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Randall Huck v. Kone
August 3, 2011
KONE, INC., DEFENDANT.
The opinion of the court was delivered by: Richard Seeborg United States District Judge
ORDER OVERRULING OBJECTION
On July 11, 2011, plaintiff Huck filed an objection to a Magistrate Judge's non-dispositive 20 pretrial Order denying plaintiff's motion to compel. This Court set a briefing schedule. Upon 21 review of the underlying Order and the parties' briefing, it is clear the objection must be overruled.
II. LEGAL STANDARD AND DISCUSSION
A District Court may set aside or modify a Magistrate Judge's ruling
on a non-dispositive
24 matter if the order is "clearly erroneous" or "contrary to law." 28
U.S.C. § 636(b)(1)(A); Fed. R. 25
Civ. P. 72(a); Bahn v. NME Hospitals, Inc., 929 F.2d 1404, 1414 (9th
Cir. 1991). Huck contends 26 the Magistrate Judge's Order denying his
motion to compel "failed to apply" Federal Rules of Civil 27
Procedure 26 and 34 or "any other" legal authority. (Pl.'s Mt. at
2:6-8.) In his motion to compel 28 responses to his requests for
production of documents, Huck lodged two complaints. First, he
argued Kone had failed to produce all documents responsive to his
request, such as his complete 2 personnel record. Second, Huck
complained that he had not received a privilege log from Kone, 3
despite the fact that the defendant objected to certain discovery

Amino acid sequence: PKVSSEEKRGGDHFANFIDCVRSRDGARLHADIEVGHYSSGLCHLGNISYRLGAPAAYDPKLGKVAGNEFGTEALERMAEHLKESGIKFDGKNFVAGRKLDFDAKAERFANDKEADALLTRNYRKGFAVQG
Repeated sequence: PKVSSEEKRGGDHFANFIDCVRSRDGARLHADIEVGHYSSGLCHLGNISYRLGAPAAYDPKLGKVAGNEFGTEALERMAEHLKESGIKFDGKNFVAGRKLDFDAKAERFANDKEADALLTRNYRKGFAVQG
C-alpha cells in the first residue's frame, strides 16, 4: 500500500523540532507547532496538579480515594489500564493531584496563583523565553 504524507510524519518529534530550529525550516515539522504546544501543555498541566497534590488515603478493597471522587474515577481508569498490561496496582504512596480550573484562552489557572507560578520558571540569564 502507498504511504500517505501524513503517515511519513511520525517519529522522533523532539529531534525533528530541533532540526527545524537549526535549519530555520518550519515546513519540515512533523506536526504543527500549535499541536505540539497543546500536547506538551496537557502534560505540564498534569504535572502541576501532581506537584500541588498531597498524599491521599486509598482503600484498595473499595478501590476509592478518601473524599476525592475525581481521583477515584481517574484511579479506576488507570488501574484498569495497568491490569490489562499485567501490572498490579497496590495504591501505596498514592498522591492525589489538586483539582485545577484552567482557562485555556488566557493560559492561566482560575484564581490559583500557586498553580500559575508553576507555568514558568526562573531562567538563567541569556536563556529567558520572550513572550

requests on the grounds that the 4 information sought was proprietary.
In response, Kone informed the Court that it had produced 5 documents
in response to Huck's request on two occasions: the first on April 9,
2011 and the second 6 on June 9, 2011. It professed to have produced
all documents in its control and possession 7 responsive to Huck's
request. Further, it represented that it continues efforts to locate
any further 8 documents. As to its objections, Kone explained that it
has not withheld any documents based upon 9 them. The Magistrate
Judge, finding no evidence that any responsive documents had in fact
been 10 withheld, much less that they were withheld improperly, denied
the motion to compel and found the
privilege log objection moot. Although Huck plainly disagrees with
that finding, he presents no
explanation as to how it was "clearly erroneous" or "contrary to" the
Federal Rules of Civil
Procedure. Huck had a full and fair opportunity to brief his motion,
his complaints were considered,
and the Magistrate Judge found that Kone had complied with its
discovery obligations. There is no 15 supportable reason to overturn
that decision, and Huck's objection is overruled.
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